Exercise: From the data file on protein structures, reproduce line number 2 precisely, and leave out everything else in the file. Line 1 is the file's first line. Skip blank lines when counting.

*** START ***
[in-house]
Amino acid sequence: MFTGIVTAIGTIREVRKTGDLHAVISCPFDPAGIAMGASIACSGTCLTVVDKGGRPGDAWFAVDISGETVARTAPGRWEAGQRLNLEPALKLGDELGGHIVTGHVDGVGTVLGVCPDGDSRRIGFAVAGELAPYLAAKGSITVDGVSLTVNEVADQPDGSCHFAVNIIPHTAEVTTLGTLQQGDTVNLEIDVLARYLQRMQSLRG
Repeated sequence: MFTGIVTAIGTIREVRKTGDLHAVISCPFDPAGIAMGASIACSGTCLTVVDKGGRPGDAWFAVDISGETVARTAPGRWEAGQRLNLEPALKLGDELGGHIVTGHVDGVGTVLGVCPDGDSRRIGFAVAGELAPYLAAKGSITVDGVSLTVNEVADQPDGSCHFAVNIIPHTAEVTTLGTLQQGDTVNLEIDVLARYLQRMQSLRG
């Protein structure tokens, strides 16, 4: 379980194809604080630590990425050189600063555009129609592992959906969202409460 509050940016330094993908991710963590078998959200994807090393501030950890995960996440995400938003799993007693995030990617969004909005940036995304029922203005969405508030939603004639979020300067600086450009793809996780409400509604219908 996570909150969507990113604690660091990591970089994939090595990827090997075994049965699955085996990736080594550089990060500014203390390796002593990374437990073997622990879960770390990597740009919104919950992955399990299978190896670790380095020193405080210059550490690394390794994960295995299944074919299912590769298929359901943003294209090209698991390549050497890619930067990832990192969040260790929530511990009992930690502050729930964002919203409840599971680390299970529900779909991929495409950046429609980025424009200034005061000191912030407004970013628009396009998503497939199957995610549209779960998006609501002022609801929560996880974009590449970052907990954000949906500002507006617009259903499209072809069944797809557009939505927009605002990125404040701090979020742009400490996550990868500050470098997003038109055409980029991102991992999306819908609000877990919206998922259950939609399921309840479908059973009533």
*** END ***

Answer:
Amino acid sequence: MFTGIVTAIGTIREVRKTGDLHAVISCPFDPAGIAMGASIACSGTCLTVVDKGGRPGDAWFAVDISGETVARTAPGRWEAGQRLNLEPALKLGDELGGHIVTGHVDGVGTVLGVCPDGDSRRIGFAVAGELAPYLAAKGSITVDGVSLTVNEVADQPDGSCHFAVNIIPHTAEVTTLGTLQQGDTVNLEIDVLARYLQRMQSLRG